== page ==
- Anchoring system: there are two modalities; The fins of a closed shoe cover the entire foot, remaining inside the material of the fin itself. In contrast, the open heel, use a few straps and an anchoring system to fasten the foot.
Although the open heel fit better to the foot, in most cases require the use of booties for proper adjustment. This is why they are also used more in cooler or deeper waters, while those of closed shoes are used more in snorkeling or diving in more tropical waters.
- Level of flexibility and size: a flexible fin will be easier to move under water, but it will also require more effort to travel long distances or faster; nevertheless, for fun diving, where comfort prevails, the use of flexible fins is recommended, while in other more technical modalities they may require more rigidity.
As any element that has to do with the feet each manufacturer considers its own measures, so you should try them before acquiring them.
Under the water it’s cold; Although it may seem that it is at a good temperature, staying under the surface for prolonged periods of time will make us lose a lot of body heat.
To avoid the cold, the suit is essential.
Things to keep in mind for a proper suit selection:
- Neoprene thickness: the thicker, the more thermally insulated; We can select suits from 1 millimeter thick up to 7 millimeters as a general rule. There are more thick wet suits, but they are quite uncomfortable and it is advisable to opt for another kind of suit.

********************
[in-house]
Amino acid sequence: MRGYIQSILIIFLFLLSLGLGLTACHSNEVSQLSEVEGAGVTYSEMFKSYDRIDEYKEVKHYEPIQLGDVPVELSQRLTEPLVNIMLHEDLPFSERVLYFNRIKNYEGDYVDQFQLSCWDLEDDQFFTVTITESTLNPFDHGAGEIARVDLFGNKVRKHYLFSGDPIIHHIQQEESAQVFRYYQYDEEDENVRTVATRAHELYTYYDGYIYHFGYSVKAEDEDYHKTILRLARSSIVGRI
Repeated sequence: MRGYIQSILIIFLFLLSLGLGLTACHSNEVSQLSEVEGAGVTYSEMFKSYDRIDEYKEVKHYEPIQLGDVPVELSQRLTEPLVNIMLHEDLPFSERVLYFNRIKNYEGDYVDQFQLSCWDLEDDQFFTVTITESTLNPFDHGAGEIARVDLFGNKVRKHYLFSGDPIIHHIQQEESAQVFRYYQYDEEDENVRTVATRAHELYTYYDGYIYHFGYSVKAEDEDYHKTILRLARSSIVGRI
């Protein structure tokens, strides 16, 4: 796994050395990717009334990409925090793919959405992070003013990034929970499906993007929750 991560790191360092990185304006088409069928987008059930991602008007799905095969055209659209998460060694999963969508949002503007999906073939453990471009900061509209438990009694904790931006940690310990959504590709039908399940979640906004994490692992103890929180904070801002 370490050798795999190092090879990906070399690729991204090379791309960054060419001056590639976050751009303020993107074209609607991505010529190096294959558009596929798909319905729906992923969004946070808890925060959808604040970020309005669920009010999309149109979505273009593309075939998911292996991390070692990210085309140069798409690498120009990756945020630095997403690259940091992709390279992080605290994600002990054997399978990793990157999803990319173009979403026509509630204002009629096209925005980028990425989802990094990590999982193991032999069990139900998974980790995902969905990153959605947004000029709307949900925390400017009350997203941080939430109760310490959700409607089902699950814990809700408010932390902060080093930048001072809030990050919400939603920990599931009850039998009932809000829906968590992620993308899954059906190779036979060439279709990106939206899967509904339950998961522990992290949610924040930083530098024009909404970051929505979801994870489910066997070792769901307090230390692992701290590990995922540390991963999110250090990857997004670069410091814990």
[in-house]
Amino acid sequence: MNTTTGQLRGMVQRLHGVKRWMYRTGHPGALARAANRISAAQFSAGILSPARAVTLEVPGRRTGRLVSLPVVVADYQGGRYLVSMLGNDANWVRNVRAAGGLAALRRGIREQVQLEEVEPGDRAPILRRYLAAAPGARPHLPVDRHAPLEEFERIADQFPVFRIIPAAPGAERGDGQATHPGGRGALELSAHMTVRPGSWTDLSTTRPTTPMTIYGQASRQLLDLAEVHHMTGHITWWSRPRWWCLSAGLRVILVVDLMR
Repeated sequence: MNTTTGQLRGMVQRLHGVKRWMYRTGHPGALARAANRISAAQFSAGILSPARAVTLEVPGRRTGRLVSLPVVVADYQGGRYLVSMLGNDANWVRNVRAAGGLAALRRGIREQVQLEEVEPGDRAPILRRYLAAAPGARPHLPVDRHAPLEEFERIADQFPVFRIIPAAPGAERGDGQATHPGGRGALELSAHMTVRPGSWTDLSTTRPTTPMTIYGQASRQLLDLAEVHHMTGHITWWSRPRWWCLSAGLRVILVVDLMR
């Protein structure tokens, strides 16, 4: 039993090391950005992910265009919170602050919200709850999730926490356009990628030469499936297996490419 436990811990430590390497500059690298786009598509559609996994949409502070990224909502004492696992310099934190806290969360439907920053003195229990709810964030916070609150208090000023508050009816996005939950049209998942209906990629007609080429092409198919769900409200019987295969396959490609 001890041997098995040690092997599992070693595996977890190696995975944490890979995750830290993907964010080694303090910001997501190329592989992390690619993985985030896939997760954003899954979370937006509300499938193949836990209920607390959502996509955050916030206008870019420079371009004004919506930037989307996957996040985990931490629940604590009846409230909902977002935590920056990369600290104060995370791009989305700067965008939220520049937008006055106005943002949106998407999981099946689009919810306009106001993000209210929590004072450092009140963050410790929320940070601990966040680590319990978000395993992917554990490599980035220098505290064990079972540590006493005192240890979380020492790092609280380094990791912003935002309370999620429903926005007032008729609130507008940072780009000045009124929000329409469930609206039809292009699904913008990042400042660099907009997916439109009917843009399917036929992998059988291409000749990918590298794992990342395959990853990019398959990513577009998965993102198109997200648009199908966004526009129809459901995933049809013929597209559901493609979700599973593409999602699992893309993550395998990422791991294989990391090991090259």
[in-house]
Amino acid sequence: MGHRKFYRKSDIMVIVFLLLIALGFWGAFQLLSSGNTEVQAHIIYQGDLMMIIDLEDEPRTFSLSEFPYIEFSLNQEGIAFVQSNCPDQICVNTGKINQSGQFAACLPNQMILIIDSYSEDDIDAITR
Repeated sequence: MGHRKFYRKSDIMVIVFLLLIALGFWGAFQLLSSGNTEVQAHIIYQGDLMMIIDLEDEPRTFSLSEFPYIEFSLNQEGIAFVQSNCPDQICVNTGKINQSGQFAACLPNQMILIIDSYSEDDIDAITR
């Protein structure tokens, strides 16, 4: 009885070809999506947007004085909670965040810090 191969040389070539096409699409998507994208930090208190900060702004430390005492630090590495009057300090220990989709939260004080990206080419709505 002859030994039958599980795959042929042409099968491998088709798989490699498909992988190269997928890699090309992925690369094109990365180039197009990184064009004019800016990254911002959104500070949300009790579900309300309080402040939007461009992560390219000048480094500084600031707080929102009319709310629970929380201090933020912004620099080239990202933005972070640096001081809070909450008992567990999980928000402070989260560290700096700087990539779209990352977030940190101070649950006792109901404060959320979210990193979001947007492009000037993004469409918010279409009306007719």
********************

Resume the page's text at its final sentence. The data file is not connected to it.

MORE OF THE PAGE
- Type of suit: we can choose between wet, semi-dry, and dry. The first ones are totally permeable; we will get water, although the neoprene will take care of maintaining our body heat.
The semi-dry will have elements in the main points of entry of water (cuffs, ankles, neck, and zipper), which will increase their tightness. Although they allow some water to pass, it does not enter as much as in wet suits, so the level of thermal insulation is higher.
Finally, the dry ones even allow to go dressed inside the suit, since it will not enter any water.
As you imagine, both the choice of thickness and the type of suit depends on how cold or hot the diver is.
If it is a particularly cold diver, it is always advisable to complete the suit with hood and gloves; It is worth remembering that the head and hands are the parts of the body that lose more body heat.
Although it is not mandatory, carry a simple knife on your light equipment and cut well, it can save a lot of trouble, both outside and inside the water.
It is not a defensive tool, but designed to release any element that could get stuck with something under water, or even as a support element and support in very rough or sharp walls, in the case that we are in situations of a lot of current
To close the chapter on light equipment, we must emphasize that its maintenance is simple; Simply rinse the equipment in fresh water after each dive and store it in dry and cool places.
Perhaps one of the most personal elements for a diver; The buoyancy system is the vest that goes around our body. Hold the bottle, guide the regulator hoses, and allow us to carry other elements.
But its fundamental mission is to hold air inside; its swollen or deflated will allow us to ascend, descend, or maintain a neutral buoyancy.